Does Kevin Martin Make Trevor Ariza Better? – The Dream Shake

2010 April 10
by rahat huq

Since Martin arrived, Ariza has been taking far less shots per game. He has also cut his amount of long two-point jumpers per game in half, and has slightly increased his number of three-point attempts per game. This is a good thing for the team – less shots from Trevor, period.

So, while having Martin on the court hasn’t necessarily made Ariza a better shooter (perhaps he would have more open shots with Kevin playing), Martin’s presence has limited Trevor’s wild shooting, thus benefitting the team. Yes, it’s a small sample size, but it’s also a step in the right direction.

via MythBusting: Does Kevin Martin Make Trevor Ariza Better? – The Dream Shake.

Tom Martin of The Dream Shake has compiled the numbers on Trevor Ariza with and without Kevin Martin and there are some interesting findings.  In my opinion, what’s most significant, more than the reduced number of shot attempts, is the reduced number of long two-point jumpers.

With Ariza, the critical gauge is, not shot attempts, but usage. If Trevor takes 20 shots in a game, but they are all open 3’s or cuts to the basket, that’s acceptable.  What hurts the team is when he attempts to create his own shot off the dribble.

As I explained earlier, due to his skillset, Kevin Martin’s presence drastically alters Ariza’s usage.  The numbers on those long 2’s are indicative of this.  Trevor Ariza does not come off screens for long 2’s like Ray Allen or Chase Budinger, nor does he pump fake the kickout 3 for closer 2’s.  Long 2’s are also never of the spot-up variety because players space out behind the arc, not in front of it.  For Trevor Ariza, long 2’s almost always come off his own dribble, in his attempts to create for himself.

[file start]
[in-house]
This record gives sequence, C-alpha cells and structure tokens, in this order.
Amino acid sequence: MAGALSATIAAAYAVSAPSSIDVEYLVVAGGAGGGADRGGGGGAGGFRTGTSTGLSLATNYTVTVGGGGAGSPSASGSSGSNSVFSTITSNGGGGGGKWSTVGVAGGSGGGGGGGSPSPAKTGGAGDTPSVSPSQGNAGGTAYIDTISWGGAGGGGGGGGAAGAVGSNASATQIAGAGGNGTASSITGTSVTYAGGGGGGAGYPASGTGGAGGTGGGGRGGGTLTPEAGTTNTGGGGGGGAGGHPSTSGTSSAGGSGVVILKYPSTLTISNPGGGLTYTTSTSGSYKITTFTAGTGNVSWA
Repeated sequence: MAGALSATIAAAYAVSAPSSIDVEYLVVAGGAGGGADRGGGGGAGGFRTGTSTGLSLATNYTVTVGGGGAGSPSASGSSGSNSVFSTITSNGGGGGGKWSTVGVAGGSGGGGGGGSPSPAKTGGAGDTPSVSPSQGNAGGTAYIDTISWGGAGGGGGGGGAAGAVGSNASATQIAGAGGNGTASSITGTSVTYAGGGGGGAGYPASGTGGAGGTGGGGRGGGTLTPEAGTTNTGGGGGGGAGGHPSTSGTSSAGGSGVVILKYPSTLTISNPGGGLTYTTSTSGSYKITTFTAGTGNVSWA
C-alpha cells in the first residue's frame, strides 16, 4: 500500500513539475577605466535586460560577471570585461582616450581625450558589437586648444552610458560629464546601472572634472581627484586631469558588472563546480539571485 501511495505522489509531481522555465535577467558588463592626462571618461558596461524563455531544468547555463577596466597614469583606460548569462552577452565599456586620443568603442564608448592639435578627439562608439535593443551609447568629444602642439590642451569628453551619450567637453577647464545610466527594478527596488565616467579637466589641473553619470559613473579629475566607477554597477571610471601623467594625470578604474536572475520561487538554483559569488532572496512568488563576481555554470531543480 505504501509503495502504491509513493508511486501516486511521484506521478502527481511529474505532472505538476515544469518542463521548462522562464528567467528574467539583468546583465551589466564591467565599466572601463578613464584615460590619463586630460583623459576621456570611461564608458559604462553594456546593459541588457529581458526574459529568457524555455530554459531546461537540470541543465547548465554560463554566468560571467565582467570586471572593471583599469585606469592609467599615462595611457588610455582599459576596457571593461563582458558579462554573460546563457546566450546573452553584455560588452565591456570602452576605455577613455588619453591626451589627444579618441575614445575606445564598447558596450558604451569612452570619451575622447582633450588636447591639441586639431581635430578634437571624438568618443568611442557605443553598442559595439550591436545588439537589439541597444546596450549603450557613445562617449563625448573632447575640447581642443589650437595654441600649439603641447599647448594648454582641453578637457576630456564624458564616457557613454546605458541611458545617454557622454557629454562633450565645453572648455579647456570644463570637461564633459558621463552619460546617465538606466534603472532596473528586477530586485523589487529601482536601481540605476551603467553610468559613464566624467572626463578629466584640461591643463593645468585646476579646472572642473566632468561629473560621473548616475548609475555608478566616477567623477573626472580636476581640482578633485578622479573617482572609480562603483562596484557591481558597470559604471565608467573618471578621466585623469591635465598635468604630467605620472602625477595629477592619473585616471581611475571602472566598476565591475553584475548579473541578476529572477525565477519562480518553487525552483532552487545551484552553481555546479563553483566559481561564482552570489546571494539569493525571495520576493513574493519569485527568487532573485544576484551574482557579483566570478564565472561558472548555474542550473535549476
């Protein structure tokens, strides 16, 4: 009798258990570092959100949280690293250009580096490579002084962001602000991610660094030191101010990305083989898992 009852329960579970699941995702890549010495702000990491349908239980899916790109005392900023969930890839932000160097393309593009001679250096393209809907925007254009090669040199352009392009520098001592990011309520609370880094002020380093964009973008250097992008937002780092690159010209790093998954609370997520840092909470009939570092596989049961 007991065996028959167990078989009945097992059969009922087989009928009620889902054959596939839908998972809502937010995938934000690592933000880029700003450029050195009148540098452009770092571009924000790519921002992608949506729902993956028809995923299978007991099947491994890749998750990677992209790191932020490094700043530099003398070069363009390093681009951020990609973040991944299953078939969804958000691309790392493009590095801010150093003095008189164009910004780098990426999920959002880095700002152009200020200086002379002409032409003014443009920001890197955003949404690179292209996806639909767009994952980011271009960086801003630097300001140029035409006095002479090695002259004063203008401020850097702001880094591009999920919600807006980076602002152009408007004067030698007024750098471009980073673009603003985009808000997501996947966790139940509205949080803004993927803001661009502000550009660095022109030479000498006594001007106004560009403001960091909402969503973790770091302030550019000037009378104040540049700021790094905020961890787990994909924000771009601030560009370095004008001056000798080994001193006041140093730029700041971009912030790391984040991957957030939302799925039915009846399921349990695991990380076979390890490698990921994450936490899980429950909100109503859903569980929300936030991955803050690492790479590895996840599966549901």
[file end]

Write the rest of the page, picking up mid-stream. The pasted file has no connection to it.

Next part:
So I agree with Tom.  While Ariza’s shooting hasn’t statistically improved, the difference is benefiting the team.  You can live with Trevor Ariza missing open shots.  What kills you is when he uses up clock and possessions to do it.

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  • p10maggs
    Ariza shouldnt be taking 5.6 3pointers per game when Aarons Brooks is taking 6.5.. He needs to realize that Martin is now the range shooter, and he needs to gain a inside game. Mcgrady did take a lot of threes but he had a excellent inside game and could attract fouls whenever he wanted.. although Mcgrady is 10x better than Ariza at free throws.. i think he needs to be more of a focus taking mid range shots and driving the lane.

    Patrick Maggs
  • bob schmidt
    While these stats show fewer shots by Trevor when Martin is on the floor, if you look over the statistical analysis on , in the area of PER stats, Trevor ranks well below every other regular or rotation player in the offense.

    His WS/48, winning shares per 48 min. played, is a dreadful .052. League average player is approximately .100 . By comparison, Bud rates .099, Brooks .097, Battier .097, Hayes .094, while our best is Hill at .149 (limited minutes), Martin .121, Lowry .128, and Scola at .117.

    Ariza should only be shooting open shots by design, or making cuts through open lanes. Every other teammate is a better option, otherwise. The less he shoots, the more valuable he is to the offense. (Psst. Pass the darn ball Trevor!)
  • Stephen
    There are some missing numbers in Tom's piece that further support your view.
    Add Tom's numbers and there's a shortage of some 3.9 shots attempted w/out Martin and .7 attempted w/him. That's a huge diff and I would imagine its the 8/10 to 15 ft shot range. Those are the shots typically made when driving and being cut off from the rim.
    Really does suggest that w/Martin Ariza,has settled back into being a very good complementary player and not trying to be a primary scorer.
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